Blog Editorial

Don’t Call Yourself a Ninja

There are many ridiculous phrases that are tossed around these days to describe someone’s abilities or skills in the workplace. Some of which include: ninja, guru, wizard, and rockstar. All of which are supposed to denote some sort of monumental ability to accomplish something in ways that others cannot.

Here’s the thing. You can call yourself whatever you want, but at the end of the day all that matters is whether or not you can deliver the goods. If you succeed in doing so, people will begin to refer to you with the hyperbole that you so desperately seek, without you having to look like a total tool in the process.

The same holds true for being thought of as a thought leader in your industry. Thought leader isn’t a descriptor that you give yourself, it’s one that is earned over time with the respect and admiration of your peers or community. Think of some famous visionaries from your generation. For me, that would be someone like Steve Jobs. The man was brilliant, but not flamboyantly so. At no point in time did you hear Steve Jobs refer to himself as a design ninja or product marketing wizard, though he was (and is still) widely considered to be such a person. He earned those stripes through a series of successes and failures that defined his career. Did he know without question that the iPod would change the world forever? Probably not. Did he truly believe that the iPad would become the computer of the future. Maybe, but the fact that he had the guts to make that bet, alone, says more about him than some bullshit monicker ever could.

Even with all of this being said, there will still be those who refer to themselves as gurus, prophets, or what have you, and that’s ok. You guys just keep on doing what you’re doing while the rest of us actually make a difference and find ways to change the world. If nothing else, at least by adding this line to your bio I’ll know who not to hire or which sessions to avoid when I attend my next conference.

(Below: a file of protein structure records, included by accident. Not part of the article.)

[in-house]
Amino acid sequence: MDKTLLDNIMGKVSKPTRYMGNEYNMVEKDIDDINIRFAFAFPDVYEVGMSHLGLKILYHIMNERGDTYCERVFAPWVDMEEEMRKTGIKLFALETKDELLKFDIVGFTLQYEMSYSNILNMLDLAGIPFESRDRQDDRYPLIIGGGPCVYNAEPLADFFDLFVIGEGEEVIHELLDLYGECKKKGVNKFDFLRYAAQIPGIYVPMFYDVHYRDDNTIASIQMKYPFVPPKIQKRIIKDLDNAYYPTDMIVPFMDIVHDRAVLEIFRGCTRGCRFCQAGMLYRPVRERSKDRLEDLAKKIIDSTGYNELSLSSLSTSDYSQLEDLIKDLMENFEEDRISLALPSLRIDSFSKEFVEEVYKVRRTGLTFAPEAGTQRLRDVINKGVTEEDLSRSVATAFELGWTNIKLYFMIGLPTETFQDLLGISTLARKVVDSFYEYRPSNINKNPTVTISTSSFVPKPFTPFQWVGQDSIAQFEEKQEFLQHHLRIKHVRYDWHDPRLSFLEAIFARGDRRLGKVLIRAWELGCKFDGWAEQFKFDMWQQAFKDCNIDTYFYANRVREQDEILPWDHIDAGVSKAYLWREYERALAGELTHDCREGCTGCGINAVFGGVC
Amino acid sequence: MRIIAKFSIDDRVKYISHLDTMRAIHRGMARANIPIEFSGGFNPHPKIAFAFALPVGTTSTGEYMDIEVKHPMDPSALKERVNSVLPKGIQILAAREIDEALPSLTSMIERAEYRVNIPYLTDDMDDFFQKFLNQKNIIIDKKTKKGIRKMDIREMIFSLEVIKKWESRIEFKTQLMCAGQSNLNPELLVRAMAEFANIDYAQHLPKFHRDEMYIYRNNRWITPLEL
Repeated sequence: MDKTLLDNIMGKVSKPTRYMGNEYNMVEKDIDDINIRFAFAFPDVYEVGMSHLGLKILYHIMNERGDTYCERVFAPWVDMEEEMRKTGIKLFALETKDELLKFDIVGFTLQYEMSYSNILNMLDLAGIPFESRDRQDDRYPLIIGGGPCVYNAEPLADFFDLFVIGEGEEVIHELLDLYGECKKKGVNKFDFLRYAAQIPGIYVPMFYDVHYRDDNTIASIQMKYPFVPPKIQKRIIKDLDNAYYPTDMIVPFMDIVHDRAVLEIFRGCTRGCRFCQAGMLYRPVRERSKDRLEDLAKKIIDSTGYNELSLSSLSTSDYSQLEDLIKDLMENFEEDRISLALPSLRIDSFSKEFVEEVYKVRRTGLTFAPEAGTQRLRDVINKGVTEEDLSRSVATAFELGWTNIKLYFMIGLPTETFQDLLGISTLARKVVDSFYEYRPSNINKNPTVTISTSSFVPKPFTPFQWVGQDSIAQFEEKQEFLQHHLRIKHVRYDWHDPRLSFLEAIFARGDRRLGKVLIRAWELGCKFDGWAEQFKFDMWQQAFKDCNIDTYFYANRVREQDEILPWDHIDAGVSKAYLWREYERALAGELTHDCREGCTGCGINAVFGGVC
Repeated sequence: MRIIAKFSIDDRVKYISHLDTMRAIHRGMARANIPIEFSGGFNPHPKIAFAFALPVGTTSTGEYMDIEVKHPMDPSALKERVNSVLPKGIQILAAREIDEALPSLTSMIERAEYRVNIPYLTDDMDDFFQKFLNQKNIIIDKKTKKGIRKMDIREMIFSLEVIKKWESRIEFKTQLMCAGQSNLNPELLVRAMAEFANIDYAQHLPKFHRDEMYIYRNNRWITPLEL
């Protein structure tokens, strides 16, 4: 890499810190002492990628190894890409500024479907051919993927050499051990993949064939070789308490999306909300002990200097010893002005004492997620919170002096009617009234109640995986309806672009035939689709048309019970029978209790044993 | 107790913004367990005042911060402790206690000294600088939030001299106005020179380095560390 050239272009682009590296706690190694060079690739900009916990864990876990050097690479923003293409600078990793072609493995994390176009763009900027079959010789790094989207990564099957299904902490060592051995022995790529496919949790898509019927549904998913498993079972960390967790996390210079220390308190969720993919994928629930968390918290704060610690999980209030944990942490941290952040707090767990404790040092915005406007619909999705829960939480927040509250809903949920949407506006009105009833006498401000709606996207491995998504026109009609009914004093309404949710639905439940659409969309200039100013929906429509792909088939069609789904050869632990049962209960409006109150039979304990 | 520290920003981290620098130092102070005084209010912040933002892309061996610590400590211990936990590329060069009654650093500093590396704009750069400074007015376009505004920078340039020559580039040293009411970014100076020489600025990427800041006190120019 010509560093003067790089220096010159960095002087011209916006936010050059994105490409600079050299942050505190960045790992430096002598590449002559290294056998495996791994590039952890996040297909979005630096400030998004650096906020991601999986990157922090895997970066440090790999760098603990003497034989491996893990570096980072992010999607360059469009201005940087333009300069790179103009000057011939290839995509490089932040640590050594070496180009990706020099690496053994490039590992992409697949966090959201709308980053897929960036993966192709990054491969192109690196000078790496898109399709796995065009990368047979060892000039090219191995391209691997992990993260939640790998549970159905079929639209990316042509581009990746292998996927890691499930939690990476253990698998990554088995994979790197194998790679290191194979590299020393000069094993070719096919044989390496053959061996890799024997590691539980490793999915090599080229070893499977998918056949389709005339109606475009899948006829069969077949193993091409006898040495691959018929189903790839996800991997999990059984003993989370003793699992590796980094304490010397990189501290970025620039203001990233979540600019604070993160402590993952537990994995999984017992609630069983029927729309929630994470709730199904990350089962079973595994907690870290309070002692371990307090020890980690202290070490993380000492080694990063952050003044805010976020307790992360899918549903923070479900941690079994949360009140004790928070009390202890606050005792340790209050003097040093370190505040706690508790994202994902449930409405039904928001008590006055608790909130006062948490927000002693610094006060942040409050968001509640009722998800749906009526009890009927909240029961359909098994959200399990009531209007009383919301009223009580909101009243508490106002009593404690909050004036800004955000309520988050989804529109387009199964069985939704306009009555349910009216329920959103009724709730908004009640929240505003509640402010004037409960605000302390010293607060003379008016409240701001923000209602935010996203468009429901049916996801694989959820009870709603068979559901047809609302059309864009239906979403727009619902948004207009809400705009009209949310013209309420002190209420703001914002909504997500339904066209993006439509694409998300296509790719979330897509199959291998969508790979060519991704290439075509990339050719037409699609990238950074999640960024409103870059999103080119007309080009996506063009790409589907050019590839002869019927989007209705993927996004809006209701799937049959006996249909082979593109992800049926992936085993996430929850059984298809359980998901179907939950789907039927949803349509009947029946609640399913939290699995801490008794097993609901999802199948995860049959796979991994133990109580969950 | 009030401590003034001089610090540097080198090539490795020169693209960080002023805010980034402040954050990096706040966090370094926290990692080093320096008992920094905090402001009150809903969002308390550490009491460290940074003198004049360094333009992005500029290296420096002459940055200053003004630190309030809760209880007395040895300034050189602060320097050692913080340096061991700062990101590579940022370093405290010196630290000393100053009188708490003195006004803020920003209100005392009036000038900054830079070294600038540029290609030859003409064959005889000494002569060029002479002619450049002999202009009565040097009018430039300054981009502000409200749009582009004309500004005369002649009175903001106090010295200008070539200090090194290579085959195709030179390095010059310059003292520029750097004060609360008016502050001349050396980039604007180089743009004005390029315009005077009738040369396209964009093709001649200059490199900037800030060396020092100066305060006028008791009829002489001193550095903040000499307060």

1. Haha! Your assessment seems a bit harsh! When I decided to use the “wizard” branding for Gravity Wiz it just seemed like a fun way to brand my Gravity Forms expertise; not an egotistical claim of superiority. Some of those phrases certainly have become a bit played out but I don’t think using them automatically makes you a tool. Calling attention to your expertise in a fun, light-hearted way isn’t a big deal.

    1. Actions speak louder than words I’m afraid. I’d rather know WHY you’re so good and WHY your expertise will help me or my business. I’m not trying to be harsh, just realistic. I understand you disagree, but that’s mostly because it appears you’ve gone all-in on using this as a part of your branding, which is fine. My main point was to illustrate that you don’t have to call yourself something “magical” in order to be considered an expert. Just let your work and credentials speak for themselves without the need for pretentious nicknames. That’s just my personal philosophy, and it’s ok that you don’t share that opinion. Thanks for reading 🙂

    2. Also, I’m not calling YOU a tool. I’m mostly referring to those who use these terms as some sort of badge of honor. I see that you’re using it in a light-hearted manner, and I think that’s fine. You don’t take yourself too seriously, unlike most who adopt these taglines.

    3. If your main point is “you don’t have to call yourself something ‘magical’ in order to be considered an expert” then you and I are completely agreed… but it sounds like your point really is, “You’re a tool if you use x, y, z to refer to yourself and/or brand.” To which I say, lighten up. I don’t disagree because I used “wizard” in my branding. That almost implies that I would have renamed my brand had I read this article before launch. I disagree because you are being harsh and making some pretty broad statements about people/businesses without appropriate exception.

      It seems the primary point that we disagree on is whether people who use phrases like ninja, guru, wizard, and rockstar are taking themselves too seriously. In my experience, most people/businesses I’ve seen and interacted with using such phrases are just having good fun. And often times, they do have the pudding that proves their worthiness of such lofty (and playful) titles.

      Love your stuff, Justin. Hope none of my comments have come across overly defensive or antagonistic. 🙂

      1. My point is that I don’t believe these names or others (thought leader, expert, visionary) are terms that should be given to yourself as some sort of serious credential. That’s what certifications and degrees are for. If you’re doing it light-hearted, as you are, I have no problem with that.

        I’m not saying you or anyone else should change your branding, that’s up to you. Just know that I, and many others in my circles, don’t feel as though these titles hold much weight and would rather see a clear demonstration of capabilities than just rely on some imaginative headline.

        Your comments are welcomed and appreciated! I love debate and respect the opinion of all who read and participate in discussions here. Oh, and btw, your content is really good. I checked out your site this morning 🙂

  2. Hey brother, I believe you meant to use the word “prophets” instead of “profits” in your last paragraph. All the best.

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